On the second day of the 116th Congress, the new House Democratic majority will introduce H.R. 1, the most comprehensive democracy reform legislation seen this century. It addresses voting rights and electoral procedures, campaign finance rules and loopholes, and seeks to institute higher ethical standards for federal officeholders and more.
It’s good to see an itemized list, and a lot of these are excellent suggestions. But some of this is self-contradictory.
If we have universal and permanent registration, that solves several other points:
- online registration
- more state and fed offices
- same-day registration
- purgation of voters from rolls
- Restoring rights to ex-felons
The term “modernized voting systems” is vague. We need the paper ballots, and I cannot imagine that this is what this term refers to.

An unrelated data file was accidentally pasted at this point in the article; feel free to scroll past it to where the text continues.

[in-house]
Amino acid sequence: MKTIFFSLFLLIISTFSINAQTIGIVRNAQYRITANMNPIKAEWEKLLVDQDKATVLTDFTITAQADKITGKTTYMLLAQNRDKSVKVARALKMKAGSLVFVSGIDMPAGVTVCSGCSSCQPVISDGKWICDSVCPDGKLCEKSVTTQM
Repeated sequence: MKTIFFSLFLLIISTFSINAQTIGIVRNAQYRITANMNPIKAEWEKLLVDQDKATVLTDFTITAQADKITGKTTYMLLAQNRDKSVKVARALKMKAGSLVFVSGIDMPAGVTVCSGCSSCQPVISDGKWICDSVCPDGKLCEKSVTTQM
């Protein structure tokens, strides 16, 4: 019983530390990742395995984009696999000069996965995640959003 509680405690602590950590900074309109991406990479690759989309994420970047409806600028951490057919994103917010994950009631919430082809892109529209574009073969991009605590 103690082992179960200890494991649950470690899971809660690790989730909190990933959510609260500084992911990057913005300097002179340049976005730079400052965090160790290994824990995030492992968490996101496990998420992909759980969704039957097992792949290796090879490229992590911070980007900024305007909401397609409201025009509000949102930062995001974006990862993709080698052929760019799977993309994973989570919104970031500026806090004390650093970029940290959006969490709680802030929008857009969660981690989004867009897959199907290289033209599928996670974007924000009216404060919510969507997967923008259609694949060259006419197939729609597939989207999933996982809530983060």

The regulations against money in elections could be more extreme. No contribution capable of summoning favors from candidates should be allowed.
I realize this doesn’t have a snowball’s chance in passing, but would expand one of the points. Since voter discrimination has spread throughout the country, I would expand that part of the 1965 Voting Rights Act, giving the Justice Department veto power to cover all of the US, not just the southern states.
There needs to be a full debate.
As described in this article, I am concerned about several portions of the bill. For example, one person Brendan Eich gave $1000 to pro-Proposition 8 in CA years ago, an initiative that was struck down by the courts. Famously, years later when he became CEO of a tech company a rebellion over that past contribution forced him out of the job within weeks. [Recall that decades ago racists attempted to force the NAACP’s contribution list public. How is that different?]
As another example, the Electoral Commissions of Nicaragua and Venezuela are controlled by the regime. They are not interested in promoting greater citizen involvement in voting and government. They put protecting the regime and suppressing the opposition first.